Lately at one of their councils, which was held privately, the
Count of Retz, as I am informed, 'delivered' how the Protestants
were to be 'understood and considered on' by these four points.
First, that now they had no religion nor use of it left among themselves.
Secondly, they had no principal heads or chiefs. Thirdly,
they had small means or power. Fourthly, they were confined to
two provinces, Languedoc and Guienne. Whereas the King had a
strong party and most of the strongest towns at his devotion.
Whereon he concluded it was easy to overthrow them. So divers
judge that affairs are being temporised here rather that they may
enter into war jointly with their confederates than with any better
The King since the Prince's departure, has sent M. de 'Braglion'
into Germany to 'Chamberg' ; whence it is advertised that a
packet of the King's to Schomberg has been intercepted, and copies
of it delivered abroad in Germany ; in which there appeared the
King's order to him to levy reiters, and his meaning to address
himself to the wars.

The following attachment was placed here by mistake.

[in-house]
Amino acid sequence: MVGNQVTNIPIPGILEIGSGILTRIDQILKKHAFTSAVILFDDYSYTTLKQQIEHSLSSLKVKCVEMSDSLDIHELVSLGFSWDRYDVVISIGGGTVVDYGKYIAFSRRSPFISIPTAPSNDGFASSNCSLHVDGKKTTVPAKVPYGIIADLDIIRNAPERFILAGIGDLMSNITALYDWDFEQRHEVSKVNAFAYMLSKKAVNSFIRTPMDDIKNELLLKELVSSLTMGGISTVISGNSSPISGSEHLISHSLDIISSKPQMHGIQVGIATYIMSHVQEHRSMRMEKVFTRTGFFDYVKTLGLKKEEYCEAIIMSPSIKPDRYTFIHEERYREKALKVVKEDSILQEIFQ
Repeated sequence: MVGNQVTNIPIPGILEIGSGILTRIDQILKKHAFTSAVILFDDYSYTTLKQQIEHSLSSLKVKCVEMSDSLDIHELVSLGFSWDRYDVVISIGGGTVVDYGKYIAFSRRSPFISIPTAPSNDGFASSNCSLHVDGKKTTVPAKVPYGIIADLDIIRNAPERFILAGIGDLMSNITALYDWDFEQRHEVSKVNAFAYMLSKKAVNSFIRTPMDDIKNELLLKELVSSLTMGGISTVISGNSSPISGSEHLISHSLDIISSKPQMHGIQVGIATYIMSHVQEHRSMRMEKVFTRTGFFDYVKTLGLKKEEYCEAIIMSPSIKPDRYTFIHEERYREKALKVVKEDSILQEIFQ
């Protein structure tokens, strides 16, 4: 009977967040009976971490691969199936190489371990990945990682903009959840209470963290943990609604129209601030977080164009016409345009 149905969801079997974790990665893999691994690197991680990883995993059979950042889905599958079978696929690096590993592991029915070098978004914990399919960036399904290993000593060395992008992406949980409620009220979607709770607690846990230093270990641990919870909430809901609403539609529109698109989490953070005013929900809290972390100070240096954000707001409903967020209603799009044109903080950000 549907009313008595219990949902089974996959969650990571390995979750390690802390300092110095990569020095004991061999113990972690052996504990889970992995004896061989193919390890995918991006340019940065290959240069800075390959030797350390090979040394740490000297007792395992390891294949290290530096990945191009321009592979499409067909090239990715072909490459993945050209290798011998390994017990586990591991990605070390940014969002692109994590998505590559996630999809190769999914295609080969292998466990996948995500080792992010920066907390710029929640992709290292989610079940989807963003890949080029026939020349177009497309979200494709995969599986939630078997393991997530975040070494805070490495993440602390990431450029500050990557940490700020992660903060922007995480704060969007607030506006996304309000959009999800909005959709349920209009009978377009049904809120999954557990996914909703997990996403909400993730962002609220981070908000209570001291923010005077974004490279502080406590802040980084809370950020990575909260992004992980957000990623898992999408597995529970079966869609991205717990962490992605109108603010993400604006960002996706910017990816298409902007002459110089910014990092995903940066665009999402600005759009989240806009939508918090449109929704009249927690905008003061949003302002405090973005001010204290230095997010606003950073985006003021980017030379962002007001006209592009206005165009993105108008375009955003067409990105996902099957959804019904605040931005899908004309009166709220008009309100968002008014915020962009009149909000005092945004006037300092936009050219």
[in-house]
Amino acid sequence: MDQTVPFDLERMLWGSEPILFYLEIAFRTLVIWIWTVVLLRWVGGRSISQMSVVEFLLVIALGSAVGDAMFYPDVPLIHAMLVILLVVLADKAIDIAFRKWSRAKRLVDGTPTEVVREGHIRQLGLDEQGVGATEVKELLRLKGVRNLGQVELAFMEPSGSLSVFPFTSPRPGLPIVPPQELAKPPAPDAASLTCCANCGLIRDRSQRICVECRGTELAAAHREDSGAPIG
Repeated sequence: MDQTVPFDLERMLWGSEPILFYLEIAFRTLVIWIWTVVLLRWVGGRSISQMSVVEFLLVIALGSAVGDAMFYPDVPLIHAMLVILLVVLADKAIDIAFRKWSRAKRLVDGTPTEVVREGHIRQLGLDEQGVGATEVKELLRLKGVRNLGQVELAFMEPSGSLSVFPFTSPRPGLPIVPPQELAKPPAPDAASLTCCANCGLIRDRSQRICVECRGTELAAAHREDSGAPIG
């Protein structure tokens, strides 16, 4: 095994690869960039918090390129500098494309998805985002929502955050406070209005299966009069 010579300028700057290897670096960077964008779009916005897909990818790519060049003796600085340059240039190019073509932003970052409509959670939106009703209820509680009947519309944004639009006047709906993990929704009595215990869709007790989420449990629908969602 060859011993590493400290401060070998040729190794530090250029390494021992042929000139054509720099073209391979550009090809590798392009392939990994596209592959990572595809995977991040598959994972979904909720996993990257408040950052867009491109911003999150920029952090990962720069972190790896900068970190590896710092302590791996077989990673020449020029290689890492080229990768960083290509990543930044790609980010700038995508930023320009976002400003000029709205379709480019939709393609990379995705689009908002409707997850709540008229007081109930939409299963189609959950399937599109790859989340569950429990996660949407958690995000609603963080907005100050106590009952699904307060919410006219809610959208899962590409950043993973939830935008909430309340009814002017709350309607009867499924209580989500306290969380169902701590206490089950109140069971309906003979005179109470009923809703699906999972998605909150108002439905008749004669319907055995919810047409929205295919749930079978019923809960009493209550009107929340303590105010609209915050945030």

M. de Beaufontaine was sent by Monsieur into Germany, at the
King's request, to require the staying of the reiters who are to
serve the Protestants. He is returned, and reports that 3,000 were
M. de Laval has passed into Germany very privily, and M. de
Rohan is gone to Rochelle. It is signified to me that the young
Count of Montgomery has taken M. de Gourdes, Treasurer of
Guyenne, with some money. He is set at 10,000 crowns ransom.
Those of the religion in Languedoc take such small towns as they
may compass, so that the passage grows very dangerous. A gentleman
of Monsieur was lately slain by thieves as he passed with a
packet to the King of Navarre. In it was enclosed the power to
treat for peace which the King had sent lately to the Duke of Anjou
by M. Rambouillet. This packet was not taken but left untouched,
and Rambouillet remains with Monsieur, apparently about according
the affairs concerning the appearing of the public troubles and
also for the 'agreeing' of the Dukes of Montpensier and Nevers.
It is much bruited that Montpensier repairs to Paris, but there is
small appearance of it unless Monsieur should guide him to the
Court. Of this there is no present speech ; but rather that he
returns towards 'Aingers,' to visit Montpensier on the way.
The King has given Biron commission to besiege Bazas ; yet